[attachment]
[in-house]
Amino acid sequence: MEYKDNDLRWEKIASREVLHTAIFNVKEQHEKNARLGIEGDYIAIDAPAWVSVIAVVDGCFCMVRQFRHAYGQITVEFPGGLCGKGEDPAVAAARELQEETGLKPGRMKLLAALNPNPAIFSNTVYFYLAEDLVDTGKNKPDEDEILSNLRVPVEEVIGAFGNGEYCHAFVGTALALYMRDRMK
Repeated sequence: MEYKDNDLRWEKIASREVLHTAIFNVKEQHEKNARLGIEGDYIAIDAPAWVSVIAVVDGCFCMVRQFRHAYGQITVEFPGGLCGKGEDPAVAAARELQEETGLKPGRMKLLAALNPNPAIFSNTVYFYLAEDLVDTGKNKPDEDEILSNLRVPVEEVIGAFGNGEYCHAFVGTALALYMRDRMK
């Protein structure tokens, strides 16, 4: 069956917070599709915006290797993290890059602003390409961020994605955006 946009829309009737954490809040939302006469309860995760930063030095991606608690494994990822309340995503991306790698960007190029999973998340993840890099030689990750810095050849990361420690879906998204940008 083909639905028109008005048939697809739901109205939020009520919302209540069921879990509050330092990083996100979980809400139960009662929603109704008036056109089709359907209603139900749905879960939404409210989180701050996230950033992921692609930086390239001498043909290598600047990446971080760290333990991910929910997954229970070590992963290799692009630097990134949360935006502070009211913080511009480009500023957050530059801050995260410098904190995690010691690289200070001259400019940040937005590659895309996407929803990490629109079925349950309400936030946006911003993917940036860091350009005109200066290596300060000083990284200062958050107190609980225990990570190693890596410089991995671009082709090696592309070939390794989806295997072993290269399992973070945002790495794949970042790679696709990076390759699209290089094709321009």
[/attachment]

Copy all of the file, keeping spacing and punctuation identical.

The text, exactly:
[in-house]
Amino acid sequence: MEYKDNDLRWEKIASREVLHTAIFNVKEQHEKNARLGIEGDYIAIDAPAWVSVIAVVDGCFCMVRQFRHAYGQITVEFPGGLCGKGEDPAVAAARELQEETGLKPGRMKLLAALNPNPAIFSNTVYFYLAEDLVDTGKNKPDEDEILSNLRVPVEEVIGAFGNGEYCHAFVGTALALYMRDRMK
Repeated sequence: MEYKDNDLRWEKIASREVLHTAIFNVKEQHEKNARLGIEGDYIAIDAPAWVSVIAVVDGCFCMVRQFRHAYGQITVEFPGGLCGKGEDPAVAAARELQEETGLKPGRMKLLAALNPNPAIFSNTVYFYLAEDLVDTGKNKPDEDEILSNLRVPVEEVIGAFGNGEYCHAFVGTALALYMRDRMK
């Protein structure tokens, strides 16, 4: 069956917070599709915006290797993290890059602003390409961020994605955006 946009829309009737954490809040939302006469309860995760930063030095991606608690494994990822309340995503991306790698960007190029999973998340993840890099030689990750810095050849990361420690879906998204940008 083909639905028109008005048939697809739901109205939020009520919302209540069921879990509050330092990083996100979980809400139960009662929603109704008036056109089709359907209603139900749905879960939404409210989180701050996230950033992921692609930086390239001498043909290598600047990446971080760290333990991910929910997954229970070590992963290799692009630097990134949360935006502070009211913080511009480009500023957050530059801050995260410098904190995690010691690289200070001259400019940040937005590659895309996407929803990490629109079925349950309400936030946006911003993917940036860091350009005109200066290596300060000083990284200062958050107190609980225990990570190693890596410089991995671009082709090696592309070939390794989806295997072993290269399992973070945002790495794949970042790679696709990076390759699209290089094709321009």